Shake

    • Pennebaker Hegedus Films
    • 1967

    In the summer of 1967 some 50,000 music lovers gathered for a long weekend in northern California. Otis Redding characterised this motley crew of ‘flower children’ at the Monterey Pop Festival as ‘the love crowd’. His sparkling show on Saturday night, accompanied by ‘Booker T & the MG‘s’ and ‘The MarKeys’, made a profound impression. D.A. Pennebaker, also responsible for the classic rock documentaries DON‘T LOOK BACK, MONTEREY POP and ZIGGY STARDUST AND THE SPIDERS FROM MARS, manages to capture the essence of Otis’ performance at Monterey in SHAKE. Redding plays the r&b-classics ‘Shake’, ‘Try a little tenderness’, ‘Respect’, ‘Satisfaction’ and ‘I‘ve been loving you too long’. Six months after Monterey, Otis Redding would die in a plane crash.

    Monterey Pop

    • Pennebaker Hegedus Films
    • 1968

    In 1965 Bob Dylan did a tour of England and it was D.A. Pennebaker who captured it all with his hand-held camera. But when don‘t look back was released in 1967, Pennebaker was busy again in California, where he was recording the now famous Monterey Pop Festival, the first and greatest rock festival in the history of music. In the summer of 1967 50,000 people had travelled to North California to devote themselves not only to love and peace for a long weekend, but particularly to their great musical heroes: The Who, Jefferson Airplane, The Mamas & the Papas, Janis Joplin, Jimi Hendrix, The Animals, Ravi Shankar, Simon & Garfunkel and last but not least Otis Redding, whose legendary show even induced Pennebaker to make, in addition to monterey pop, shake, a separate film of twenty minutes about Otis Redding‘s effervescent performance.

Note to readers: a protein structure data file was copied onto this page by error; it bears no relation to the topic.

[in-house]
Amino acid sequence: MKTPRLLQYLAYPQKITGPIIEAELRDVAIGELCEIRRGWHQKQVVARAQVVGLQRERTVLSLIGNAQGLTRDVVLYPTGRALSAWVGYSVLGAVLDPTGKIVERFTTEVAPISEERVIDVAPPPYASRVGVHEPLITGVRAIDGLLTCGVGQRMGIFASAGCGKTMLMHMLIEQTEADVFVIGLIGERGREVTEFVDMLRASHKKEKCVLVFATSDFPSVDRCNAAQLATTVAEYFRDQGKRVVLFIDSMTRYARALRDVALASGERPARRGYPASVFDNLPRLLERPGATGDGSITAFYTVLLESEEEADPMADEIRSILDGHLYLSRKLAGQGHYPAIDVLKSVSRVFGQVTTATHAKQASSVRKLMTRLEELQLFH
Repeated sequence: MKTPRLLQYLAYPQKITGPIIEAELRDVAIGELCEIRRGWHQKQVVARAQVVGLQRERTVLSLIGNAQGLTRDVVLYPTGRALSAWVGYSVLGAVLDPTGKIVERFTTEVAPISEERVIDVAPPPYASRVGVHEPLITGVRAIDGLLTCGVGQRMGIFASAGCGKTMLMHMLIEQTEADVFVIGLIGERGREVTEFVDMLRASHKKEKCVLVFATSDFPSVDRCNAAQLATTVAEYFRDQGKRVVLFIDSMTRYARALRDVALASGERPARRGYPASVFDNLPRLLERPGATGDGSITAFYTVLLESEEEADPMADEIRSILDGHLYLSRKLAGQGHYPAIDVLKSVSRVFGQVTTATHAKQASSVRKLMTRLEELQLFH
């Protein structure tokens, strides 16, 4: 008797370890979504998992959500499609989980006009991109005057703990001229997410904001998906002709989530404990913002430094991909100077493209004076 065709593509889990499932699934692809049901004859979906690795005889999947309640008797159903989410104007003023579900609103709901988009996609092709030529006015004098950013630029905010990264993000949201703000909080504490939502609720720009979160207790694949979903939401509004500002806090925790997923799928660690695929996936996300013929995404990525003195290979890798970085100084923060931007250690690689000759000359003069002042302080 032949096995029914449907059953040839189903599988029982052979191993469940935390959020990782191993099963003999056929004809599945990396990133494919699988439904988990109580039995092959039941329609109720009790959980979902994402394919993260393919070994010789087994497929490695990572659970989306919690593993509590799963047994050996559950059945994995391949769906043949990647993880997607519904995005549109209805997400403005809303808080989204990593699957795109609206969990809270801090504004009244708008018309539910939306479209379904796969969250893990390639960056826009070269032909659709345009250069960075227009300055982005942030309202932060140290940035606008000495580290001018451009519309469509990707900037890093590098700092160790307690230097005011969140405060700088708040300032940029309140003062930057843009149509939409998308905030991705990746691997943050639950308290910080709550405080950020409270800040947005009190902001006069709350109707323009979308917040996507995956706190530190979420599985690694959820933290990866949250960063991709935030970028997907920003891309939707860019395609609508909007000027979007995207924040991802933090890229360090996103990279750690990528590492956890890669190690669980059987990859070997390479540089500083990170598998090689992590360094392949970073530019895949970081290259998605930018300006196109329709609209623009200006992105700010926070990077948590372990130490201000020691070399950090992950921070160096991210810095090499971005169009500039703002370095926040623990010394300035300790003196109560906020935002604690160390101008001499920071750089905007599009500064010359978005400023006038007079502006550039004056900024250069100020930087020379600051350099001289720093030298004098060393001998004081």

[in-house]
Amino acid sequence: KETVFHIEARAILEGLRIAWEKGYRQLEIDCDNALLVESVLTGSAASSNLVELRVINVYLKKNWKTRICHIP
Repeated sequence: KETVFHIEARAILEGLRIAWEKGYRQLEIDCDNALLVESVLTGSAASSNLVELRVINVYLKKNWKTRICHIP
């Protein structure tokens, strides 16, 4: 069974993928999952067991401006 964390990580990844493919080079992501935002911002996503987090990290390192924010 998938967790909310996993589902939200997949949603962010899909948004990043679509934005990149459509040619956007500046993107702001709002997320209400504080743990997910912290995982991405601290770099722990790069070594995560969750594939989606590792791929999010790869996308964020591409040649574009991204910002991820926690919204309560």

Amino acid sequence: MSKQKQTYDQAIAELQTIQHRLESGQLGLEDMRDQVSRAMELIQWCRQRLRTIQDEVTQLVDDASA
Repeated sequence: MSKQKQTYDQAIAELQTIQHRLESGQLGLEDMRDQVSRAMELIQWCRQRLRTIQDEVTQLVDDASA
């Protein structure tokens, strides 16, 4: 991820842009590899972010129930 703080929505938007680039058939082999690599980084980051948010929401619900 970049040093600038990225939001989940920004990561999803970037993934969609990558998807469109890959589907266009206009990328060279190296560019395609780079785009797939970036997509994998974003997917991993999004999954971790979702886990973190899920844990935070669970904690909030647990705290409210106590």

Jimi Plays Monterey

    • Pennebaker Hegedus Films
    • 1986

    When Jimi Hendrix did a concert at the Monterey pop festival in California in 1967, most visitors were not prepared for what was to come. His nickname ‘the wild man of rock’ had not yet become fully adopted. Between that memorable performance and his early death in 1970 he grew into the legend, that since then is known as one of the greatest guitar players of all times. The film contains footage, never shown before, of the events preceding the show at the Monterey pop festival, and follows the still young Hendrix during his stay in England, where he is putting together a band. Pennebaker also laid his hands on some old tapes from Hendrix‘ estate. The guitarist plays some of his most successful songs and a few covers, including his now world-famous version of ‘Wild thing’ and his version of Dylan‘s ‘Like a rolling stone’.

    Searching for Jimi

    • D.A. Pennebaker, Chris Hegedus
    • 1998

    Musicians like Los Lobos, Laurie Anderson and Taylor Dane play Jimi Hendrix songs.

    Company - Original Cast Album

    • Pennebaker Hegedus Films
    • 1970

    The music of the Broadway musical Company is considered the major work of composer Steve Sondheim (West Side Story, A Funny Thing Happened on the Way to the Forum and Gypsy). The recording of the musical, that took fifteen hours without interruption, was cut down to one hour of film by D.A. Pennebaker. company was one of the biggest successes at the 1970 New York Film Festival, where the film was shown for the first time, but since then it has seldom been screened again. In the best tradition of cinéma vérité the film depicts the recording sessions, the atmosphere among the musicians and the cast, the exhaustion and a visit to a bar during one of the rare brakes.

    Town Bloody Hall

    • Pennebaker Hegedus Films
    • 1972